Political upheaval in the form of new tariffs have retailers on edge. Last month, President Trump imposed a 25 percent tariff on steel imports and 10 percent on aluminum (excluding imports from Canada and Mexico) with potential to enforce tariffs reaching as high as 45 percent on goods imported from China. The tariffs have spurred talk of trade wars and a tumultuous road ahead for U.S. manufacturers, undoubtedly causing trouble and higher production costs across all sectors of retail.
As a result, organizations are asking how the tariffs will affect prices in the apparel and footwear supply chain moving forward. With the threat of retaliation from major trade partners – including the EU warning of a potential 25 percent tariff on any American goods it imports and China promising a trade war of its own – manufacturers across the states are prepping for the imminent cost impact on their operations. Despite the U.S. topping the list of all of globally imported steel at 8 percent in 2016, U.S. manufacturing and sourcing professionals are trying to find ways to keep operation costs down to mitigate the new tariffs.
This wouldn’t be the first time America’s trade partners have retaliated against the Trump administration. In January, Trump imposed tariffs on washing machines and solar products aimed at curbing imports from countries such as China and South Korea. As a result, China launched a dumping probe into U.S. sorghum imports. China is the top buyer of U.S. sorghum, and many saw the action as a direct response to Trump’s action on washing machines.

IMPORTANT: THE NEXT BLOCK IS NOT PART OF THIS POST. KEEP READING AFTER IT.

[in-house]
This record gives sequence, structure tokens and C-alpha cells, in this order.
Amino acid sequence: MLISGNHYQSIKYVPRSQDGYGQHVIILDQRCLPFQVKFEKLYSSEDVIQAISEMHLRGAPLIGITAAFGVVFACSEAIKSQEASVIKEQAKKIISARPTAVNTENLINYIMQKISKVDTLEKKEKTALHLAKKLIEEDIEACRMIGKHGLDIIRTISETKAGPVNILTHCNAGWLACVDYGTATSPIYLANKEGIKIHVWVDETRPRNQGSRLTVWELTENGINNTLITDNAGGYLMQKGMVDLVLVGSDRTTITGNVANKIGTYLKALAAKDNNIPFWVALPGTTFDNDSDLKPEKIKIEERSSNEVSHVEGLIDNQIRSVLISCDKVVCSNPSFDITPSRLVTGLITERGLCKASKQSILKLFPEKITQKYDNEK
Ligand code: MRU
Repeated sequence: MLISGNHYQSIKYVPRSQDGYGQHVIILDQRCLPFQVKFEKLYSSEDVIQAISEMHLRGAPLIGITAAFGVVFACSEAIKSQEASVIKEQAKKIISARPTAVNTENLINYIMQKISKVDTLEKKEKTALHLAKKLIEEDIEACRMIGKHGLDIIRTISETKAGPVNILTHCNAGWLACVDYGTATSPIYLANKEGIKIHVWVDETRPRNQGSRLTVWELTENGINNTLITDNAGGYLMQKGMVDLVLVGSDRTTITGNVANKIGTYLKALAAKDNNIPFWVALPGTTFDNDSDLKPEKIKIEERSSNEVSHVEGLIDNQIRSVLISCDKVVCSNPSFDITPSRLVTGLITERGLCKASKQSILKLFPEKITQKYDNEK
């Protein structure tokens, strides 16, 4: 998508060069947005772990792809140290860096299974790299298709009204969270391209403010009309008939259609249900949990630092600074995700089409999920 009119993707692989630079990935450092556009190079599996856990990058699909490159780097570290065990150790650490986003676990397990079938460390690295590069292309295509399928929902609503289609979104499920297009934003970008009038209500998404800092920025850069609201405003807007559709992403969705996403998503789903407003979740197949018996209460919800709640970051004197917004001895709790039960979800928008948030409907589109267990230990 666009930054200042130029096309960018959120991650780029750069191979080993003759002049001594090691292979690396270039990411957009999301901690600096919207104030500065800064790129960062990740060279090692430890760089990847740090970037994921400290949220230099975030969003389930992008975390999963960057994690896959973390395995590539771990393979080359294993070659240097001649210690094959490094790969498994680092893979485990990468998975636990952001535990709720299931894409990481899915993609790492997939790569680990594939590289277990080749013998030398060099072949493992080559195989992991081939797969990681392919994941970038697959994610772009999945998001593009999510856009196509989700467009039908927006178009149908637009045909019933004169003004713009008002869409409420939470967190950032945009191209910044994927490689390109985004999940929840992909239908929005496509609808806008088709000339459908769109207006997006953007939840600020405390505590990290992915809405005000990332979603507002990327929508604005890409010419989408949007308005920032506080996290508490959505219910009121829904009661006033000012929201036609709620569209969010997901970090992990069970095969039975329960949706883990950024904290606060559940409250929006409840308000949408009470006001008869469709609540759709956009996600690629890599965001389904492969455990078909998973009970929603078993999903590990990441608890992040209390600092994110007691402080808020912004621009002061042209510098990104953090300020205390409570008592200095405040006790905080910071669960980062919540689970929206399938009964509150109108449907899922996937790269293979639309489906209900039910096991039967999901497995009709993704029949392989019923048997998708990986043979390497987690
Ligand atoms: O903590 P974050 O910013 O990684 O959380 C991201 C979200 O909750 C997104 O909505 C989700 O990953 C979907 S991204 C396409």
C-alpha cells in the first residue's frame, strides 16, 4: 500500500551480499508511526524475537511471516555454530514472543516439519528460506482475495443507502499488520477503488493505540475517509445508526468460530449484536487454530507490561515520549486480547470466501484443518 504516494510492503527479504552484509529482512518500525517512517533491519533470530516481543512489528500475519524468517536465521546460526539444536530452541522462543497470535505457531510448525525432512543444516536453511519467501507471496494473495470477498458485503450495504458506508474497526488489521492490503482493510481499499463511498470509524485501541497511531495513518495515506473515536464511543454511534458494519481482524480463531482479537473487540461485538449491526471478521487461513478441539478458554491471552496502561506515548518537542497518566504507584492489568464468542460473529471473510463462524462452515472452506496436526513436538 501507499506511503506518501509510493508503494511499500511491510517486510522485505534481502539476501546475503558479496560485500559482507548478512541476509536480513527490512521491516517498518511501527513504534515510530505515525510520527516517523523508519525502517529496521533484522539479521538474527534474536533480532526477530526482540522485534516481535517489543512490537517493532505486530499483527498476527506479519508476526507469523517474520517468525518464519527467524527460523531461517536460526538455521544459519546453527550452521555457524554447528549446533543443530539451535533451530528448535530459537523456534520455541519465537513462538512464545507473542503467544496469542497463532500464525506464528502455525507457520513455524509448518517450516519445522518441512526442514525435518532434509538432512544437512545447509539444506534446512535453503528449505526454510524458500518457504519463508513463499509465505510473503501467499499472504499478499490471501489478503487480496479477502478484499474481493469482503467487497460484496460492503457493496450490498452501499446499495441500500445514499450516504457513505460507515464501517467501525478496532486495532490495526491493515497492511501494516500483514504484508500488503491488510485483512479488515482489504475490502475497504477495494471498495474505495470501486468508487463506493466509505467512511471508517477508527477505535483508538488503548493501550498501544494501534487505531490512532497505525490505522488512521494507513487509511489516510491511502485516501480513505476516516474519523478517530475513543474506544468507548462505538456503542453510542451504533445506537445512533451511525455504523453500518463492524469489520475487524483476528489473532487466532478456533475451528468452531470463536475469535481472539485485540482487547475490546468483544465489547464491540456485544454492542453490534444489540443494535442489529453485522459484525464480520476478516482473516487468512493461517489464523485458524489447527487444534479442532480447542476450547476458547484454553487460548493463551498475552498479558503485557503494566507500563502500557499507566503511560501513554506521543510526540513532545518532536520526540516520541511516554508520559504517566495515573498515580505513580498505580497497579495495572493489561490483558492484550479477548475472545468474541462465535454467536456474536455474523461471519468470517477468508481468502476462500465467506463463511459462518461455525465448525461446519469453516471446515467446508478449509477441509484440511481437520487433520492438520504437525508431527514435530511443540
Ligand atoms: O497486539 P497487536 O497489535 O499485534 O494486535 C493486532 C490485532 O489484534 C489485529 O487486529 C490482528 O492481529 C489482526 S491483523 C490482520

Amid rising trade tension, retailers need a way to mitigate these tariffs and the looming associated costs to their operations. What-if costing can act as the crystal ball retailers need to better predict product pricing by enabling retailers to quickly and accurately calculate various scenarios, including tariff impositions. Retailers are then able to see cost comparisons and recommendations for all products, regardless of geography, channel, franchise or customer.
Another way retailers can better track tariffs is by leveraging robust what-if costing tools. Bamboo Rose’s platform, for example, integrates with the Harmonized Tariff Schedule (HTS), which is updated quarterly by the U.S. International Trade Commission. In fact, Bamboo Rose users automatically get updated tariff information as soon as it’s available so they can better prepare for the potential impact to their business.
Implementing what-if costing is only the first step on the journey to more predictable supply chain operations. While overcoming the effects of tariffs – especially the newly imposed steel and aluminum tariffs – may be difficult, organizations that work to immediately mitigate its effects will find themselves in a strong position for a competitive market.
“What-if” costing methods won’t just help retailers mitigate the effects of tariffs: Read our whitepaper to learn more.